make

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make

v. 1) to create something. 2) to sign a check, promissory note, bill of exchange or some other note which guarantees, promises or orders payment of money. (See: maker, check, promissory note, bill of exchange)

make

verb accomplish, achieve, actualize, assemble, attain, author, beget, bring about, bring forth, bring into being, bring into existence, bring to effect, bring to pass, build, call into being, call into existence, carry into effect, carry into execution, cast, cause, cause to exist, coin, complete, compose, compound, concoct, constitute, constrain, construct, contrive, creare, create, develop, draft, draw up, effect, effectuate, efform, enact, engender, erect, establish, evolve, execute, fabricari, fabricate, facere, fashion, force, forge, form, formulate, frame, generate, give birth to, give origin to, give rise to, hammer out, hatch, have in production, improvise, initiate, institute, invent, kindle, machine, manufacture, model, mold, organize, originate, pattern, perform, piece together, prepare, produce, provide, put together, set up, shape, synthesize, think up, turn out, yield results
Associated concepts: make a decision, make a demand, make a motion, make an agreement, make an offer
See also: acquire, build, cause, color, compel, complexion, constrain, create, enforce, fabricate, forge, form, frame, gain, generate, impose, kind, manner, manufacture, occasion, originate, press, produce, realize, receive, require, style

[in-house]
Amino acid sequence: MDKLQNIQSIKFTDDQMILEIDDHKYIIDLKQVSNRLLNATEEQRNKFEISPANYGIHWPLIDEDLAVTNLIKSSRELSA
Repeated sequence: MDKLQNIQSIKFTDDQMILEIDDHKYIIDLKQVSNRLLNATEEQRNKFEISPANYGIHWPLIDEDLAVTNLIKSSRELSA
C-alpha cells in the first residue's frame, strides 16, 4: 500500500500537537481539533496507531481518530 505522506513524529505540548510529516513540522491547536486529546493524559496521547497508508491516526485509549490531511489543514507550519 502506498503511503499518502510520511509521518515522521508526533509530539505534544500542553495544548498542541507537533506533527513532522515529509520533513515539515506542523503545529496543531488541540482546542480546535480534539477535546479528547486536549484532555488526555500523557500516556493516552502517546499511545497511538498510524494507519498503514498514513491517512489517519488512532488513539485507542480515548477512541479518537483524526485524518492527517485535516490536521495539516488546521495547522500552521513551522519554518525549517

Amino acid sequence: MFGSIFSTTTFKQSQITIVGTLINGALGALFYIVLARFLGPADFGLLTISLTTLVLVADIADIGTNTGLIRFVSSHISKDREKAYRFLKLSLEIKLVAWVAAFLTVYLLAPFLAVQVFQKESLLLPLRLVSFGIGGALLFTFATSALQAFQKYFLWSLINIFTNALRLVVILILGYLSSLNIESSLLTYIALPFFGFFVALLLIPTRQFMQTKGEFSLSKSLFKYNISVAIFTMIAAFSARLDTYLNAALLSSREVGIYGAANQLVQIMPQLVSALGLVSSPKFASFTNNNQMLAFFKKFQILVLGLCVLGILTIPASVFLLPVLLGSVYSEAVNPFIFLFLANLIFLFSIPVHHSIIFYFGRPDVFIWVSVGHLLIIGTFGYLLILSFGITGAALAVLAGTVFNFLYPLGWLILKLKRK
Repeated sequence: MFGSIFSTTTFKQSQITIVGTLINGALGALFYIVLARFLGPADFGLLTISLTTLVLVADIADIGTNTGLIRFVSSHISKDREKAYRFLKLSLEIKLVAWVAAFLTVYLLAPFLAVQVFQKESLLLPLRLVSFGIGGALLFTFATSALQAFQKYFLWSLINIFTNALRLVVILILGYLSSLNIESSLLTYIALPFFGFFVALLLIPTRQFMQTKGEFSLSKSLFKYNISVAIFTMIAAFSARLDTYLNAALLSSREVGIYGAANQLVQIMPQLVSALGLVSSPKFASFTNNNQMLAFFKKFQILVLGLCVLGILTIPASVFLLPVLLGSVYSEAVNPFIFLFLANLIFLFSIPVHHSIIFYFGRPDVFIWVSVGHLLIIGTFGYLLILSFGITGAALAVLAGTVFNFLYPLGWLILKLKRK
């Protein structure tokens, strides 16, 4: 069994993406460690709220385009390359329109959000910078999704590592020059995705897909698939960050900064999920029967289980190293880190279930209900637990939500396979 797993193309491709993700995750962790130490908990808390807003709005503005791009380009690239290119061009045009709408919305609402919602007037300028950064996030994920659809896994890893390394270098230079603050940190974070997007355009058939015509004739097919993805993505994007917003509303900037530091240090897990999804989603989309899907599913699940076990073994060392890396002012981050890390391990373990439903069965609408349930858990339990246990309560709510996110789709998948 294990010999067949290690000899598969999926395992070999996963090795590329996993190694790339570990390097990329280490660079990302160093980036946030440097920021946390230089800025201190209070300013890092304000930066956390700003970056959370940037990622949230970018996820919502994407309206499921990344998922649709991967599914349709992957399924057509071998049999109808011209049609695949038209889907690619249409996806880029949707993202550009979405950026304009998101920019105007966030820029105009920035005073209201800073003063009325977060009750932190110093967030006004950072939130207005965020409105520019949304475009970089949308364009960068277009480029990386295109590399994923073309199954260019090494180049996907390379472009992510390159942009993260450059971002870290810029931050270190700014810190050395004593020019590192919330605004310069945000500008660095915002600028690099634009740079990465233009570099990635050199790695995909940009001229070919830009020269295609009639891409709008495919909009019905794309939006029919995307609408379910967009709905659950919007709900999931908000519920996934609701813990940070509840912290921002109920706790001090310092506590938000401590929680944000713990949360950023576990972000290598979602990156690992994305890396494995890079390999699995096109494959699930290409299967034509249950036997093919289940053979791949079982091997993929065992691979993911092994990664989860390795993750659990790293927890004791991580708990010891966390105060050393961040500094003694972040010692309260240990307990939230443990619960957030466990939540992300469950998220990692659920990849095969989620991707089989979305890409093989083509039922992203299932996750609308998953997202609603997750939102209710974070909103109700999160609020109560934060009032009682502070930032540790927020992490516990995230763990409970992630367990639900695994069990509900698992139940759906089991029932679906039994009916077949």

TO MAKE. English law. To perform or execute; as to make his law, is to perform that law which a man had bound himself to do; that is, to clear himself of an action commenced against him, by his oath, and the oaths of his neighbors. Old Nat. Br. 161. To make default, is to fail to appear in proper time. To make oath, is to swear according to the form prescribed by law.

References in classic literature ?
We can't do much, but we can make our little sacrifices, and ought to do it gladly.
I suppose I can't make you understand, but oh, I wish I could," he said earnestly.
You may make your mind easy about this contest, for no Phaeacian can come near to such a throw as yours.
They professed to be on an amicable errand, to make peace with the Crows, and set off in all haste, before night, to overtake them.
Come, make haste; the ferry boat will be off directly, and in three minutes you will be on the other side of the river.
Such things are great fun when you get used to them; besides, contriving sharpens your wits, and makes you feel as if you had more hands than most people.
But Aunt Myra spoke, and he could not resist the temptation to make light of her advice, and let Rose brave the cold.
The last time we heard of monks and priests they were the friends of the people, doing their best to teach them and make them happy.
Huber found it was with a caterpillar, which makes a very complicated hammock; for if he took a caterpillar which had completed its hammock up to, say, the sixth stage of construction, and put it into a hammock completed up only to the third stage, the caterpillar simply re-performed the fourth, fifth, and sixth stages of construction.
You didn't make any conditions while we were talking," said the scientist.
It was agreed, after consultation, that he should make the effort with old Antanas and with Jonas.
Wilson was informed that his witnesses had been delayed, but would arrive presently; but he rose and said he should probably not have occasion to make use of their testimony.